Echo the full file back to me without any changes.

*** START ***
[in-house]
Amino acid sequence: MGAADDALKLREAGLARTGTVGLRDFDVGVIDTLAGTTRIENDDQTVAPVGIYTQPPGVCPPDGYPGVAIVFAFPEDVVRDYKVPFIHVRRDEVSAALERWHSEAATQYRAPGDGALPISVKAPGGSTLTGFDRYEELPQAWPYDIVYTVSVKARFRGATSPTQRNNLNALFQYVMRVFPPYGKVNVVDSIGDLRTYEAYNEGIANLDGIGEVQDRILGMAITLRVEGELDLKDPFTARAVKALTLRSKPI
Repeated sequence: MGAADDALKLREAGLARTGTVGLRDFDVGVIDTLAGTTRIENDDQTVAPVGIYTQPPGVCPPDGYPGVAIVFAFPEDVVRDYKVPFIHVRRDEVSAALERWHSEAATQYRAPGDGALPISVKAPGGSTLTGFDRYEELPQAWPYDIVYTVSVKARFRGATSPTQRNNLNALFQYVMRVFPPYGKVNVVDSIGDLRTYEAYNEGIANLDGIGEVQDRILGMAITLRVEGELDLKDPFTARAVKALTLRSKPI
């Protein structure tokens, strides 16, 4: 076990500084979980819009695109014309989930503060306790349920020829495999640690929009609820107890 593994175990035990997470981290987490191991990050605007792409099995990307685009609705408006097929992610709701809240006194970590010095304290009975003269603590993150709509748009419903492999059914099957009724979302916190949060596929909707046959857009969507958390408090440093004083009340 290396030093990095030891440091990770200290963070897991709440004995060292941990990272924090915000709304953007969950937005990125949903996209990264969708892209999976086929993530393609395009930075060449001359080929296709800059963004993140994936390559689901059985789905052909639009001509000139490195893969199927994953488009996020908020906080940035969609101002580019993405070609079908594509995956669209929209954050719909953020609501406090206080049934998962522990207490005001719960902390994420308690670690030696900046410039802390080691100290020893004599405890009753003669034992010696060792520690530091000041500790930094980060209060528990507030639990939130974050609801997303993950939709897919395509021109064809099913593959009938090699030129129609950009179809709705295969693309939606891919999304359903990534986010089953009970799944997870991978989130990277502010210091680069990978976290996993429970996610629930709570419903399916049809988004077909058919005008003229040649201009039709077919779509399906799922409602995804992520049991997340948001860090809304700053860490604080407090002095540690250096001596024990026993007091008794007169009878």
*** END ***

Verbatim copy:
[in-house]
Amino acid sequence: MGAADDALKLREAGLARTGTVGLRDFDVGVIDTLAGTTRIENDDQTVAPVGIYTQPPGVCPPDGYPGVAIVFAFPEDVVRDYKVPFIHVRRDEVSAALERWHSEAATQYRAPGDGALPISVKAPGGSTLTGFDRYEELPQAWPYDIVYTVSVKARFRGATSPTQRNNLNALFQYVMRVFPPYGKVNVVDSIGDLRTYEAYNEGIANLDGIGEVQDRILGMAITLRVEGELDLKDPFTARAVKALTLRSKPI
Repeated sequence: MGAADDALKLREAGLARTGTVGLRDFDVGVIDTLAGTTRIENDDQTVAPVGIYTQPPGVCPPDGYPGVAIVFAFPEDVVRDYKVPFIHVRRDEVSAALERWHSEAATQYRAPGDGALPISVKAPGGSTLTGFDRYEELPQAWPYDIVYTVSVKARFRGATSPTQRNNLNALFQYVMRVFPPYGKVNVVDSIGDLRTYEAYNEGIANLDGIGEVQDRILGMAITLRVEGELDLKDPFTARAVKALTLRSKPI
């Protein structure tokens, strides 16, 4: 076990500084979980819009695109014309989930503060306790349920020829495999640690929009609820107890 593994175990035990997470981290987490191991990050605007792409099995990307685009609705408006097929992610709701809240006194970590010095304290009975003269603590993150709509748009419903492999059914099957009724979302916190949060596929909707046959857009969507958390408090440093004083009340 290396030093990095030891440091990770200290963070897991709440004995060292941990990272924090915000709304953007969950937005990125949903996209990264969708892209999976086929993530393609395009930075060449001359080929296709800059963004993140994936390559689901059985789905052909639009001509000139490195893969199927994953488009996020908020906080940035969609101002580019993405070609079908594509995956669209929209954050719909953020609501406090206080049934998962522990207490005001719960902390994420308690670690030696900046410039802390080691100290020893004599405890009753003669034992010696060792520690530091000041500790930094980060209060528990507030639990939130974050609801997303993950939709897919395509021109064809099913593959009938090699030129129609950009179809709705295969693309939606891919999304359903990534986010089953009970799944997870991978989130990277502010210091680069990978976290996993429970996610629930709570419903399916049809988004077909058919005008003229040649201009039709077919779509399906799922409602995804992520049991997340948001860090809304700053860490604080407090002095540690250096001596024990026993007091008794007169009878």